That's the message City Finance Director Peggy Walker delivered to the Big Spring City Council Tuesday night regarding negotiations between the municipality and Alon USA to amend their raw water agreement. Consideration of a possible agreement was tabled for the second time in the past two weeks.
According to Walker, negotiations had been expected to be wrapped up in time for an agreement to be presented to the council Tuesday evening, however, scheduling conflicts and failure to reach a common ground on the issue made it necessary to skip the matter — which was also tabled during the March 27 meeting — once again.
“We had really hoped to have the negotiations finalized by tonight. However, we've had some scheduling conflicts in setting up some meetings and everyone is so busy with other things. We did talk to Jimmy Crosby (refinery manager) today and there are still some issues, not necessarily with the amount of money Alon will be paying for water, but with how the rates will be structured. He wants to have some input when it comes to his production costs and if we have anything that is a flat fee or fixed charge, of course that impacts their production costs, yet it's not something they can control.
“We're still looking at various opportunities and ways we can structure this and we may go with a partial base-rate, a partial fixed-rate on some delivery and we're also looking at a better way to approach them paying the city the amount of money we feel is fair. We're also considering going back and looking at their industrial agreement. It's not due to be renewed at this point, however, I think they might be willing to take that back to the council and do an amendment on that so it doesn't effect their production cost, which basically goes into their fixed operating cost.”
Walker said officials with Alon aren't happy with the way fixed rates could impact their production costs, making it difficult for the two entities to come to an agreement.
“Currently Alon uses, on average, between 20 percent to 25 percent of the water the city purchases,” Walker said. “The city pays a little more than $300,000 a month — well more than $3 million a year — before we even buy the first gallon of water from the Colorado River Municipal Water District. That's the fixed or base charge the city has to pay. So, if Alon is using between 20 to 25 percent of the total water, they are paying 20 to 25 percent of that fixed charge.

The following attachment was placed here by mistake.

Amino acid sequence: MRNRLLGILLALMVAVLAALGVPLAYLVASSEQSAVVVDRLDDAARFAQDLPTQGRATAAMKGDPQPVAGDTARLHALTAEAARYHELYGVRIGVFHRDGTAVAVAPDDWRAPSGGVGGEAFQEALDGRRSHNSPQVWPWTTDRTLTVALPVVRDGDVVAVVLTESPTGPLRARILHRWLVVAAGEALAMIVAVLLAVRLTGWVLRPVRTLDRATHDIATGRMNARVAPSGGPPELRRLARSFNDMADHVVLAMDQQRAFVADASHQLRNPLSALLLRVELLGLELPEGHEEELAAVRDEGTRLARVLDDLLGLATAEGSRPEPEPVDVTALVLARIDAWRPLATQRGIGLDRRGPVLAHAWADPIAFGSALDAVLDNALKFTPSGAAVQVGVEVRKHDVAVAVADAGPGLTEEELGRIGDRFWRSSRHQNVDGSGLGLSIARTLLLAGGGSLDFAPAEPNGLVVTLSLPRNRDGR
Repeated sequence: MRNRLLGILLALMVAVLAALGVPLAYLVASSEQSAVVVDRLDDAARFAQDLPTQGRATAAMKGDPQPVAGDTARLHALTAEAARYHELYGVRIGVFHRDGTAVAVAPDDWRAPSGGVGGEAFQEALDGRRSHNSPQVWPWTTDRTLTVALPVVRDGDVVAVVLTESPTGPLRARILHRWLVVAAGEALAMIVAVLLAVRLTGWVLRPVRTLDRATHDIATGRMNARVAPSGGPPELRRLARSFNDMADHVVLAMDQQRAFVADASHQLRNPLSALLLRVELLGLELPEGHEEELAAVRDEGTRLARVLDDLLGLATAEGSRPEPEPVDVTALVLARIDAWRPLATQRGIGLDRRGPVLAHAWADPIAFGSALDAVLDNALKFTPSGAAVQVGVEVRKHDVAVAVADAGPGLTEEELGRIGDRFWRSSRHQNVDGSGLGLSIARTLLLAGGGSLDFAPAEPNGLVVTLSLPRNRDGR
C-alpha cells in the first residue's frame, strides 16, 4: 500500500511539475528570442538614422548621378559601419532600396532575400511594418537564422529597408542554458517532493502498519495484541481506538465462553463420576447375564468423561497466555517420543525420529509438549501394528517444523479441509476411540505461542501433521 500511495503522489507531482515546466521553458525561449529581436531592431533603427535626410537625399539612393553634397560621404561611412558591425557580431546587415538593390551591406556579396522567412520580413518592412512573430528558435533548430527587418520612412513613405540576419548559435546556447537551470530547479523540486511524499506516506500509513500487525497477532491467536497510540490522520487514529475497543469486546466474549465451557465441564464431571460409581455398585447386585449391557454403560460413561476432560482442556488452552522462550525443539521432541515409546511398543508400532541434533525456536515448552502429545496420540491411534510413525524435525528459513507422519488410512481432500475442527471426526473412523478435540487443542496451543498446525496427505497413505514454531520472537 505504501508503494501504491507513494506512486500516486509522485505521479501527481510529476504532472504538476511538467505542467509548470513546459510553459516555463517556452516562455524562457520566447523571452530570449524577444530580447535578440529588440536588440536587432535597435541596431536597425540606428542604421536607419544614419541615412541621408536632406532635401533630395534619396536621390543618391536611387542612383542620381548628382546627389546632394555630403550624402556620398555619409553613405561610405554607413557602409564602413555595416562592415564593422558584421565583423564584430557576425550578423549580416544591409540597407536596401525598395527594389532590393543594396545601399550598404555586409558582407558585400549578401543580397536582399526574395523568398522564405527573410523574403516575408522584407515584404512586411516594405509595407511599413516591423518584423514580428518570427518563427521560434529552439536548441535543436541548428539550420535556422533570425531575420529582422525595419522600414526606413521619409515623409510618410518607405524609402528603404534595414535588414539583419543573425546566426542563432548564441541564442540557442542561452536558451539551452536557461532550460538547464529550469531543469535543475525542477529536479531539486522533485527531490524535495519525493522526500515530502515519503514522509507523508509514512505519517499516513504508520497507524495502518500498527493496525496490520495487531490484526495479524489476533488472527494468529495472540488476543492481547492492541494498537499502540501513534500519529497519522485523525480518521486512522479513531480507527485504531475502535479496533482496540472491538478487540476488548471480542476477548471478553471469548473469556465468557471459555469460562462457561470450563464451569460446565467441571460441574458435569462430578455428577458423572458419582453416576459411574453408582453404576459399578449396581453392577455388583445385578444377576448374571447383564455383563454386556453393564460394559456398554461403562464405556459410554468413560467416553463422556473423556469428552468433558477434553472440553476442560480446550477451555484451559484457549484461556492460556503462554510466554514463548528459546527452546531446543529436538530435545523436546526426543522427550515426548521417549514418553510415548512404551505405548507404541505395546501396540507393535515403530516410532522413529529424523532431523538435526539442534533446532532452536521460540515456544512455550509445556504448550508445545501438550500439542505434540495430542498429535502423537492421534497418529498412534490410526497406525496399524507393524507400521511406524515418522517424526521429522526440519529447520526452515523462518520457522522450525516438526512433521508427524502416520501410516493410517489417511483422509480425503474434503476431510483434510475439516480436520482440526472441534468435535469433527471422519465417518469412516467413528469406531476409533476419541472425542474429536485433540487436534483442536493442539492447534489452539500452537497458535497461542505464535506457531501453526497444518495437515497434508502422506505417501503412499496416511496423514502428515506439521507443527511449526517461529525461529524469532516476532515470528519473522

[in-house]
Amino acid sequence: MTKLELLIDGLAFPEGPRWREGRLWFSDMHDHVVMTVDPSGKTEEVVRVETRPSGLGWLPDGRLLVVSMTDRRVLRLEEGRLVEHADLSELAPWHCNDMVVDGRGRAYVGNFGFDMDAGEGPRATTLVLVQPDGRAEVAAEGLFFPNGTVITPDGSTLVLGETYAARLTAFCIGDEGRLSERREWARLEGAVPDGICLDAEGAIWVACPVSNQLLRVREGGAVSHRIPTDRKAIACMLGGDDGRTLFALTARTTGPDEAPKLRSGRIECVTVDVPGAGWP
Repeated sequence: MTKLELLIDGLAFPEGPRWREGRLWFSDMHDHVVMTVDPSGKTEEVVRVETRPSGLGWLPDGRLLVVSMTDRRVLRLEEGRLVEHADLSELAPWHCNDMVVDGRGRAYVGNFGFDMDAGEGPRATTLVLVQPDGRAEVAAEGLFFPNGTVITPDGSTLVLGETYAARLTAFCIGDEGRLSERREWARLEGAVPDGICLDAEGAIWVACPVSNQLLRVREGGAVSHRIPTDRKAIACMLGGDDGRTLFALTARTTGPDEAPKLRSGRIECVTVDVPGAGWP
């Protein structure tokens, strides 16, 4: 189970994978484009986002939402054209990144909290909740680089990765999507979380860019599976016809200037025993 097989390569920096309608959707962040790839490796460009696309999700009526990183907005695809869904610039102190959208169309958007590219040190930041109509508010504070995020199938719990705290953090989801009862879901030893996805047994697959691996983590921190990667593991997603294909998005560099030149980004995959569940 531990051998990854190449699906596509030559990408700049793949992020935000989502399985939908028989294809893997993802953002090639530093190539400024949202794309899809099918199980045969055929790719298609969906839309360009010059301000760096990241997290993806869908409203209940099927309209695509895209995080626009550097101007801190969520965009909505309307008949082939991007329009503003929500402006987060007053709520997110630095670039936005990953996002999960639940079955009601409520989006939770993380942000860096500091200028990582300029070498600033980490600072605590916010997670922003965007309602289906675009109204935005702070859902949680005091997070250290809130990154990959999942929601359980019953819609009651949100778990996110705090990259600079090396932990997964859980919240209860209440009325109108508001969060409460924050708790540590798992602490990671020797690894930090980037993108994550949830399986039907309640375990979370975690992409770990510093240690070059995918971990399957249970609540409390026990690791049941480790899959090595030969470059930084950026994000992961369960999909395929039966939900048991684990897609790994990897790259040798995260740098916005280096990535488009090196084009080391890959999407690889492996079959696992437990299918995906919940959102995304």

“The way they (Alon USA) would really prefer the rates be structured is to build the rates that include the fixed charge, but you don't isolate it. You don't say you're going to pay 20 percent — or even 25 percent — at a minimum of the fixed charge. They really don't like that. So, that's what we're looking at now, if there's a way to build a rate that minimizes the city's rate if Alon begins using less water, yet generates the revenue they should be paying.”
Once completed, the agreement could effect a lot more than the price Alon USA pays for water, according to city officials.
Walker said Alon officials have announced plans to begin subsidizing a portion of the water it buys from the city of Big Spring with water from a number of wells it plans to construct.
The city of Big Spring — along with numerous other cities in drought-stricken West Texas — has been faced with drastic cuts in water deliveries from CRMWD, forcing the municipality to enact water-use restrictions as part of its Drought Contingency Plan, which is currently in Stage 3.
While the reduction in water consumption may seem like a good idea with drought-stricken CRMWD already struggling to meet water demands throughout the Permian Basin, the reduction in Alon's water bill could spell a hefty increase in the city's other users.
“Our rates are based on prior usage. So, the $300,000 the city pays each month right now is based on how much water we've used in the past, which included the 20 to 25 percent Alon was using,” Walker said. “If Alon decreases their water usage, the city of Big Spring, overall, would be using less water, which is a good thing. Unfortunately, the $300,000 fixed charge we pay each month doesn't decrease, even if we use less water. Alon would be paying less — possibly a lot less — but the city still has to pay that fixed charge, which could mean a rate increase for customers.”
According to Walker, any rate hike felt due to a decrease in water usage by Alon USA would likely be temporary, however, until the water district adjusted the rates it charges the municipality, the city will be stuck with the bill.
“There's no recourse in that situation because rates are set once a year. If we had a drastic reduction in our water consumption — say Alon went from using 25 percent to using 5 percent, a 20 percent overall reduction in water use — the water district would look at it the following year and our rates could go down progressively in the future. However, there's at least a one-year lag period. That's why we're working so hard to build something that's fair to both parties, is equitable, covers our risk and provides the revenue Alon should be paying.”